Written by Helen Bailey, Head of L&D
If you ever catch me working from home on a Teams call you will more than likely notice that I have been joined by a friend in the background – Clarice Cliff who is described by the V&A as one of the UK’s most important and prolific ceramicists.
To me she is an inspiration of what can be achieved despite the limitations of content – at a time when although women dominated the pottery industry they were cast into two very specific roles either doing ancillary jobs or in highly skilled work such as gilding and decorating. Clarice would eventually become one of the first female art directors in the pottery industry and one of the first to brand her work. A real-life example of someone who worked to #BreaktheBias.
So, let’s take a look at some lessons from Clarice’s approach:
- Have courage – or as Millicent Fawcett put it ‘Courage Calls to Courage Everywhere’. In a world dominated by white plates Clarice had the vision and boldness to be different with her cubist triangles and bold colours which acted as a direct counterpoint the post war greyness which had enveloped Britain.
- Consider what makes you unique and different – Clarice’s uniqueness was the ability to both design the patterns and the shapes which they went onto which enabled her to create her very distinct products. Let’s embrace more what Matthew Syed calls ‘Rebel Ideas’ and let’s think differently – outside both the box and the envelope and most of all let’s not apologise for it. In my L&D world that means playing pass the parcel, making towers out of marshmallows and spaghetti, and throwing lemons. All used to create discussion and promote learning.
- Put other women front and centre – there is clear evidence that Clarice supported other women and would promote their skills. For example at her London store paintresses would be in the window in smocks and the decorating girls gave in store demonstrations. This amplification of other women is similar to that undertaken by the women in Barack Obama’s fist administration who when one woman said something important, other women in the room would repeat that point and give credit to the woman.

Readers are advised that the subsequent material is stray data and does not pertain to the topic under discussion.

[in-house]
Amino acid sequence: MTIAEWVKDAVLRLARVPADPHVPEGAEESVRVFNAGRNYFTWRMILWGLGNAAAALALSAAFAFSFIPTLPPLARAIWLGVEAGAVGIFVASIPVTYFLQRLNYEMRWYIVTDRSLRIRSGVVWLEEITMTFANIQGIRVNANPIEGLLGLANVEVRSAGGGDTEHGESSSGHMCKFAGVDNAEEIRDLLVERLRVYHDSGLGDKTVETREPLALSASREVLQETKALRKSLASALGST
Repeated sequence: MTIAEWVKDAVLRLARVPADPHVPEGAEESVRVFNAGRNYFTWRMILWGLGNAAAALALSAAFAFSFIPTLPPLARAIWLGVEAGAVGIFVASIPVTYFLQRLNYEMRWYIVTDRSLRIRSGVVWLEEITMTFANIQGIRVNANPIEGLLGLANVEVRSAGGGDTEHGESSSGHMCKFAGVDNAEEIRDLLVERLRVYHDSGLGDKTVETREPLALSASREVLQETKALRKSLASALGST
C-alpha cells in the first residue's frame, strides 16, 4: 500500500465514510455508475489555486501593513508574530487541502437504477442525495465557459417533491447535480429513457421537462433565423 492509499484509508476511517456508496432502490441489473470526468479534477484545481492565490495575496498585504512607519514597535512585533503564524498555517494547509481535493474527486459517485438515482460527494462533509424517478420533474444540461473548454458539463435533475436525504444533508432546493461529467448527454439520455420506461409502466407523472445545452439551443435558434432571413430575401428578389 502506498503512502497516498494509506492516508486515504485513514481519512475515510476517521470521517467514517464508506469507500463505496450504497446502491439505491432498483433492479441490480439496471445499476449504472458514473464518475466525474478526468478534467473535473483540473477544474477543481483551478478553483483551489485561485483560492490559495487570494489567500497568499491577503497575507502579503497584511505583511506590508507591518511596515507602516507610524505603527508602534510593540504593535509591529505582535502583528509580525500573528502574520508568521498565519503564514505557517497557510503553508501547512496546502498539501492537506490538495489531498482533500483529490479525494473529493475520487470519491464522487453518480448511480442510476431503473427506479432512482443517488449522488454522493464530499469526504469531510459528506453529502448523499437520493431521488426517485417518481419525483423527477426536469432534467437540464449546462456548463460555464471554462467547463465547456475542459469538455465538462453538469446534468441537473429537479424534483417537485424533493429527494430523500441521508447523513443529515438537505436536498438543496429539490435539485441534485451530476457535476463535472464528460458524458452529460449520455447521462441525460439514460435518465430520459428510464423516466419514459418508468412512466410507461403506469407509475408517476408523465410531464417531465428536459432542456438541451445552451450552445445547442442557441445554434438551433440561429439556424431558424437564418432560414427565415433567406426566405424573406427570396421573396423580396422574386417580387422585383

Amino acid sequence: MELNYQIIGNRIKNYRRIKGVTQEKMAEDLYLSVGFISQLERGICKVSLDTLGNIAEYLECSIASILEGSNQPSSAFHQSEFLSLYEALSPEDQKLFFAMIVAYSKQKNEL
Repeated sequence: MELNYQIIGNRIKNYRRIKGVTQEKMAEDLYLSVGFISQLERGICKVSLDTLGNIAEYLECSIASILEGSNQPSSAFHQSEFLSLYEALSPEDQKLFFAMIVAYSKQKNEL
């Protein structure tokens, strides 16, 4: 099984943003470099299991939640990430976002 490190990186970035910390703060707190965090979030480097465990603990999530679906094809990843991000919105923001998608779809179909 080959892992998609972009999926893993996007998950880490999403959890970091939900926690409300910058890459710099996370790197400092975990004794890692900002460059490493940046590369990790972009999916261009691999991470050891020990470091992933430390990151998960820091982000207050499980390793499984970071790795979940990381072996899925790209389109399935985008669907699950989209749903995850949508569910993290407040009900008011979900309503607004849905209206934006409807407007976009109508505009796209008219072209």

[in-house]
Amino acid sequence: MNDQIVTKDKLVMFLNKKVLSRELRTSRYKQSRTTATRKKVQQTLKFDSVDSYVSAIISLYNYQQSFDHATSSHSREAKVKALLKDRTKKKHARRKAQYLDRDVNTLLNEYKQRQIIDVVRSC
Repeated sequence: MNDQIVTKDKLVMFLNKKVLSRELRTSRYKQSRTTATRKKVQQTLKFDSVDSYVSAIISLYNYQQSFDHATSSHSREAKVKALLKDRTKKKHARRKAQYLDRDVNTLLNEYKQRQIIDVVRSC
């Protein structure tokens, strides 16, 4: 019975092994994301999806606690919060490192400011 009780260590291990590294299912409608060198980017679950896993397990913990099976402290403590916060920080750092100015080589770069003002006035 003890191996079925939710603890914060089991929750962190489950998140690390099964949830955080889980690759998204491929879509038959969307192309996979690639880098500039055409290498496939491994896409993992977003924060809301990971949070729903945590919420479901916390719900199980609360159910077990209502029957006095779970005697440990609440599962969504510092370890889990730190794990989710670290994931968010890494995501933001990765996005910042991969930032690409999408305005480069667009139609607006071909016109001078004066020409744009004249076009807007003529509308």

- Develop allies who can support – Clarice impressed the management both by her designs and her determination who in turn arranged for her to attend sculpture classes at the Royal College of Art in London. This enabled her to further extend her knowledge as she was introduced to the latest design trends. Let’s find our allies who can support us in being heard – Andrew Jacobs runs the Women Talking About Learning podcast in which two women talk about an aspect of learning. You can catch me on The Learning Theory one with Rachel Burnham. It’s a space for views to be heard and shared from a distinct perspective.
- Constantly evolve – As Heraclitus one said ‘There is nothing constant except change’ and as the world changes we must change with it. Reviewing Clarice’s career she developed her style and adopted new trends such as more muted colours and using different patterns such as Harvest Ware. I often describe myself as ‘Constantly Curious’ – this enables me to keep up to date and informed which then informs my work in L&D. My colleagues will tell you that I like nothing better than sharing the latest report I have read with them.
In the meantime let’s celebrate International Women’s Day and let’s be more like Clarice and #BreaktheBias.